An investigative report on last night's 20/20 presented startling stories of young swimmers sexually abused, secretly videotaped, and even impregnated by monstrous coaches. Has USA Swimming created a unique "culture of sexual misconduct," as ABC News would have you believe?
Drawing parallels between USA Swimming and the Catholic Church, the segment asserts that willful ignorance on the part of the sport's governing body has allowed predatory coaches to move from town to unsuspecting town through the years and become lifelong offenders. The problem, according to the report, has been "pervasive": over the last decade 36 people have been banned for life for sexual misconduct by USA Swimming.
20/20 focuses on two grim cases: Brian Hindson and Andy King. A successful coach at an Indiana high school, Hindson directed certain girl swimmers to "a 'special' shower room" — special, it turned out, because it was outfitted with a hidden camera:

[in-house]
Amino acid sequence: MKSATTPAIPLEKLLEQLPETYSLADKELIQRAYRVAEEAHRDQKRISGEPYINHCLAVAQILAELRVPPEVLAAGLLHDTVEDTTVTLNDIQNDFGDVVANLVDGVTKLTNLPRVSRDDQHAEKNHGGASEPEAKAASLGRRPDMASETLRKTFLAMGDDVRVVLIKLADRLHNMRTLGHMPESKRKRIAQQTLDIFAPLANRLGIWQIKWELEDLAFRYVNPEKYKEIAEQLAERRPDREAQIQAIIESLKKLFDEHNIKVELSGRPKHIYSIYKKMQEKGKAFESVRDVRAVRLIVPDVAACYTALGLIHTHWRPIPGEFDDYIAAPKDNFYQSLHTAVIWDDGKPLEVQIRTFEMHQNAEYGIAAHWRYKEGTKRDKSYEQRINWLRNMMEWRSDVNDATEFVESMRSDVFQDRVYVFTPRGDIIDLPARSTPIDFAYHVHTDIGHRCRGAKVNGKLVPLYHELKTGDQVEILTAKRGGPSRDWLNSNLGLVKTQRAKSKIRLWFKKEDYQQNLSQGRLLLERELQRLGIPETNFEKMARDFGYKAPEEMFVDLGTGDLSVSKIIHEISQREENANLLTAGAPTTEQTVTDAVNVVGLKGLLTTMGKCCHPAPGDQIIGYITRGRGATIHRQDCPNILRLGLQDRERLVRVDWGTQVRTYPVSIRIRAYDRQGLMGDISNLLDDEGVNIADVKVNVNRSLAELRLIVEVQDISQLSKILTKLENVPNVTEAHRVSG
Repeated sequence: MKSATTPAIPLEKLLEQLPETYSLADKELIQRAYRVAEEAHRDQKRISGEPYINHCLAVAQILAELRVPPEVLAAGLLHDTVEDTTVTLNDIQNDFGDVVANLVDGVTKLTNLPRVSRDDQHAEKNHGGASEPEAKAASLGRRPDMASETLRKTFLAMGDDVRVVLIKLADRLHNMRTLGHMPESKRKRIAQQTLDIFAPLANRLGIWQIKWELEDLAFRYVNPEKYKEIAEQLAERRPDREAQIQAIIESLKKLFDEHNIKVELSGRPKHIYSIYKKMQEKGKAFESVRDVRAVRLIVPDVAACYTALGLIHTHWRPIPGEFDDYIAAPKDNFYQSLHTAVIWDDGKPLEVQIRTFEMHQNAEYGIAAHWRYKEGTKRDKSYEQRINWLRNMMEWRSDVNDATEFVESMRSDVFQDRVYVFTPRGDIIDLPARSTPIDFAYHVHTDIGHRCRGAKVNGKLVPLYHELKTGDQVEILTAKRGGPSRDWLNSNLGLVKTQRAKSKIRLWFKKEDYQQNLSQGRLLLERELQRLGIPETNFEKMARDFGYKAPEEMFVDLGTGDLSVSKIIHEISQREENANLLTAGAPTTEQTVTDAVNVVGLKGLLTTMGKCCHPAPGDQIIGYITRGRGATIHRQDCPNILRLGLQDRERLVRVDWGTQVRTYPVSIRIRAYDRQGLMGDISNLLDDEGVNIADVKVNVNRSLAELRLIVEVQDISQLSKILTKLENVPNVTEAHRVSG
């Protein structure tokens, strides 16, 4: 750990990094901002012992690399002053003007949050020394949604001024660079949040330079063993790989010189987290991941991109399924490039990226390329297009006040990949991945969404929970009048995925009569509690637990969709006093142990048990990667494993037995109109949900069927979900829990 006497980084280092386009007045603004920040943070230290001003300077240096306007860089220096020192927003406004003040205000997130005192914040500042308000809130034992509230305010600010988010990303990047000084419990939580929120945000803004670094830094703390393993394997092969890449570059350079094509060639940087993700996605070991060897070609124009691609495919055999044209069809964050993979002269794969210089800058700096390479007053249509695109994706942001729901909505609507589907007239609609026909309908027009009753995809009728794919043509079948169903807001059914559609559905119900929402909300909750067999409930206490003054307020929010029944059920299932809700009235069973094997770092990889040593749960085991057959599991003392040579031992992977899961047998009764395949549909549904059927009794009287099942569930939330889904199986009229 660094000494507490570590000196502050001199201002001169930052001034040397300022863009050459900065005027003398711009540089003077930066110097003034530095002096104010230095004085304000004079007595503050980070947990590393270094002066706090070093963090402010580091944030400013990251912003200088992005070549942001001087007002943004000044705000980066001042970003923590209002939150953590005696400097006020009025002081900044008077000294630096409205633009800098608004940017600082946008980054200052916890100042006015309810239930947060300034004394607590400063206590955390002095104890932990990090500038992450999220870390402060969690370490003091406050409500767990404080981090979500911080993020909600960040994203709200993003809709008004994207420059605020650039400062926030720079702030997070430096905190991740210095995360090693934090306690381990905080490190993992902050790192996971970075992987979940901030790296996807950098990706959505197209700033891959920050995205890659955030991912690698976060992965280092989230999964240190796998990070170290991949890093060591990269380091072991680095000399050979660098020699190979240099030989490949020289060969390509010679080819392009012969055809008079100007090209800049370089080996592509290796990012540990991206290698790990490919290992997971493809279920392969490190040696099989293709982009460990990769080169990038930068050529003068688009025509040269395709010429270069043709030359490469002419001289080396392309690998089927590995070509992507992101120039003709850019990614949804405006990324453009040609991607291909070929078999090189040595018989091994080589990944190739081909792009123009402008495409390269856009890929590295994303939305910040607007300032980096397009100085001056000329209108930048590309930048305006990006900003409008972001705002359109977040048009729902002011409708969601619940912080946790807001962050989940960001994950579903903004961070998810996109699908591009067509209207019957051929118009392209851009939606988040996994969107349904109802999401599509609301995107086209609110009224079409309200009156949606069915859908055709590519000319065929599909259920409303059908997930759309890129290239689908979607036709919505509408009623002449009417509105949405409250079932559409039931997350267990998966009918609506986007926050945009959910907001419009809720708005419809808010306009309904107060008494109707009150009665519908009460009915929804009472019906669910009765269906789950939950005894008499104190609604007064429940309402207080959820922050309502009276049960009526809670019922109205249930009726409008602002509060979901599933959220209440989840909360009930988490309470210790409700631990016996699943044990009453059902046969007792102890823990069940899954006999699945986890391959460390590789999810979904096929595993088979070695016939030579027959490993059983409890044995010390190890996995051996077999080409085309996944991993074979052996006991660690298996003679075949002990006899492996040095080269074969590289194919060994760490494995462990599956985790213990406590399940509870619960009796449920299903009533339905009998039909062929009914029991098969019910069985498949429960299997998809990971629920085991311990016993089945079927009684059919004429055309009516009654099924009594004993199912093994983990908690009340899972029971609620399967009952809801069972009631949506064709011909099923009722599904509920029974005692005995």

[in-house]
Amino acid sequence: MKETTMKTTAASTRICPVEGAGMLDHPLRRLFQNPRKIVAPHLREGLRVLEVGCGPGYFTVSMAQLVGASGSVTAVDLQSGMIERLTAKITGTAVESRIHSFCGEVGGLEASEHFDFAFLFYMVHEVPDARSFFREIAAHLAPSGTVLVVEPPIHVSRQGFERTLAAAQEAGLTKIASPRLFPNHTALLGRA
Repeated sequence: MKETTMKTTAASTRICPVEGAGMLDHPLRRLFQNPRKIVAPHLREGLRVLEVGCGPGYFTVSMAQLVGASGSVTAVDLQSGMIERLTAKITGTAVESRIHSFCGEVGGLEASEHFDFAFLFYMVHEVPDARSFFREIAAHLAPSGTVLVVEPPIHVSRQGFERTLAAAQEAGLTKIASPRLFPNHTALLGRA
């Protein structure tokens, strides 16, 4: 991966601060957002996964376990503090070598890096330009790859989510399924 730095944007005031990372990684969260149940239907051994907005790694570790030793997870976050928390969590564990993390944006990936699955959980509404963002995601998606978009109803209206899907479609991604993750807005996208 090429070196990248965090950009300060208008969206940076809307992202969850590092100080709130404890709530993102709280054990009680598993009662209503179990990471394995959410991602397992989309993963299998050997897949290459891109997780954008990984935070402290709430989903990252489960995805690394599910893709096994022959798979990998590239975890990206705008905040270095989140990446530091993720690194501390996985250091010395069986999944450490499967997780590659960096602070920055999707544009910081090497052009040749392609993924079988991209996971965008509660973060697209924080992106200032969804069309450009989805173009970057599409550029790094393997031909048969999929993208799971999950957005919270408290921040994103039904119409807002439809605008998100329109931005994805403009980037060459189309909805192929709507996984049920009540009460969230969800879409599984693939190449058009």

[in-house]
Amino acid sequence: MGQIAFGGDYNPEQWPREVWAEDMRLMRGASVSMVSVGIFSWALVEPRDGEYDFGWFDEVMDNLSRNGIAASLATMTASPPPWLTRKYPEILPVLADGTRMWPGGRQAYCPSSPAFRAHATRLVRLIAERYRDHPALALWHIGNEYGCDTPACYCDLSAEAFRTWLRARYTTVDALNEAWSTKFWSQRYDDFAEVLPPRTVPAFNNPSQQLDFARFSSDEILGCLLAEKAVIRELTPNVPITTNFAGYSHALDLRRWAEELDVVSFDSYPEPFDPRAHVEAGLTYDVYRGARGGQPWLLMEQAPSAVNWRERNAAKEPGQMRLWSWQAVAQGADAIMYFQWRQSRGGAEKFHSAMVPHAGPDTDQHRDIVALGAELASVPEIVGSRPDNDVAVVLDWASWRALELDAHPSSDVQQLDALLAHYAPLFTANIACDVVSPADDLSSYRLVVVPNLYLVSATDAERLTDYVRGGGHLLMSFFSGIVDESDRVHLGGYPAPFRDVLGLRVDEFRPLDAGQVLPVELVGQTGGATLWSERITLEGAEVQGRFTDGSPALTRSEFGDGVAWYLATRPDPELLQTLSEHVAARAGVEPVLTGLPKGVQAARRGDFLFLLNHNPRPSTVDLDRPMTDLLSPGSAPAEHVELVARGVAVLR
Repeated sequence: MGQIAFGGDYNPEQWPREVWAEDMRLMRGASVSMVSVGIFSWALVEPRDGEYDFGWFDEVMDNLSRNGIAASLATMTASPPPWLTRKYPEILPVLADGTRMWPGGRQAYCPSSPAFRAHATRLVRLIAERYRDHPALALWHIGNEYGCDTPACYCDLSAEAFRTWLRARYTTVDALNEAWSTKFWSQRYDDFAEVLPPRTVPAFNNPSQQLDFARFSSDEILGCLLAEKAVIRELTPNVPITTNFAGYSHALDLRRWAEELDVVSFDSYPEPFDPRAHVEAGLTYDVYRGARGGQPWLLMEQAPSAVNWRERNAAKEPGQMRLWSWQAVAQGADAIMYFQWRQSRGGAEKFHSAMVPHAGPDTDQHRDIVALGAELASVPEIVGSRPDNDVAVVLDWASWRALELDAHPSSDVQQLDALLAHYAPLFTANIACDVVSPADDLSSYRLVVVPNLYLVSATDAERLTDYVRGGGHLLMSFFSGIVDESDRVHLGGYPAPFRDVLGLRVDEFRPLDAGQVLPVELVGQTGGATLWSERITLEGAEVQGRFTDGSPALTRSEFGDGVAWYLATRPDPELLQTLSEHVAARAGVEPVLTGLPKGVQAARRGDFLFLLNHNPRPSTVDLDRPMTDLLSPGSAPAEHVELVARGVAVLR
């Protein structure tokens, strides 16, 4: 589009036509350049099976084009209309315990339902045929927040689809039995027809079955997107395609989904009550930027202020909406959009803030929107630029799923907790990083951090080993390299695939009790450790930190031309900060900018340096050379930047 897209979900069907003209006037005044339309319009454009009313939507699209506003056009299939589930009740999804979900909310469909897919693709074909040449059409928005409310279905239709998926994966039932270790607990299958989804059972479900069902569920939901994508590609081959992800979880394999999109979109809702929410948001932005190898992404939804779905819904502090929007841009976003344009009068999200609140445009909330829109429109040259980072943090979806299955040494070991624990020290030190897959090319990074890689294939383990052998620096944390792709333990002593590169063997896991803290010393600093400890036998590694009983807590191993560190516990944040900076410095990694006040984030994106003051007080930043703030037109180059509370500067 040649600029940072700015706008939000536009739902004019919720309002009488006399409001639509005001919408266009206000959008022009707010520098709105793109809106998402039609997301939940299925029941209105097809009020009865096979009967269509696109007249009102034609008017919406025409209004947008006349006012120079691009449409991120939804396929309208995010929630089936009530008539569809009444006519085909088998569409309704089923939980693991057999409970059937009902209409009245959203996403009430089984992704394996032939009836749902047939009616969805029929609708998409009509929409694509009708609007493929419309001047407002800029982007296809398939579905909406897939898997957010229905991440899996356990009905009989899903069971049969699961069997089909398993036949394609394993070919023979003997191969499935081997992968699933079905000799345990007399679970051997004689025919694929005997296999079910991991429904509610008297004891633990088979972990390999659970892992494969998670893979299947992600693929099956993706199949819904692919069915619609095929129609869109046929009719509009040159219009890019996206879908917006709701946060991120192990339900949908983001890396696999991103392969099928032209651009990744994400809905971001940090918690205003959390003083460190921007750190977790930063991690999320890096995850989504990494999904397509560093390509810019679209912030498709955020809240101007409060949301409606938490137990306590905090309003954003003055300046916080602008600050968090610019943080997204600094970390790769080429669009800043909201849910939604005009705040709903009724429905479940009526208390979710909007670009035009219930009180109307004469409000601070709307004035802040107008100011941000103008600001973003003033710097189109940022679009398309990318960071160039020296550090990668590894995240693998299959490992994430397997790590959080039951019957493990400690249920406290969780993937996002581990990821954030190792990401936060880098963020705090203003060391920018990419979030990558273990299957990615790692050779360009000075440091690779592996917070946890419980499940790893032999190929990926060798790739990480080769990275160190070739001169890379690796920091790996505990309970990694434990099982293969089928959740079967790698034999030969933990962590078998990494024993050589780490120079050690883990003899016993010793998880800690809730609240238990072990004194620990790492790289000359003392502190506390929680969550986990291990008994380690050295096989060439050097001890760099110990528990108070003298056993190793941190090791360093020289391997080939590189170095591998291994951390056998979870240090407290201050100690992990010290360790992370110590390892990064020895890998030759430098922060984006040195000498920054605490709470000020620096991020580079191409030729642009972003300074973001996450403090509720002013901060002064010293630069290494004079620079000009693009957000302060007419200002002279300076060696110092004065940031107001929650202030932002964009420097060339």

FBI agents became aware of the pictures after a North Carolina woman bought the coach's computer on E-Bay and discovered a video clip of a young girl in a locker room appearing to be taped without her knowledge. A subsequent search of Hindson's home turned up more locker room footage and a large selection of child pornography.
"This had gone on for nearly 10 years, without any detection whatsoever," Lt. Don Whitehead of the Kokomo, IN police department's cyber crime unit told ABC News.
If Hindson was the Michael David Barrett of the swimming world, Andy King was more like the Ted Bundy: for "over three decades" the 62-year-old King "had almost every conceivable sex act" with as many as 15 teenage girls, according to Santa Clara prosecutor Ray Mendoza, who called him a "monster." (One girl recalled having to get an abortion when he impregnated her at age 14.)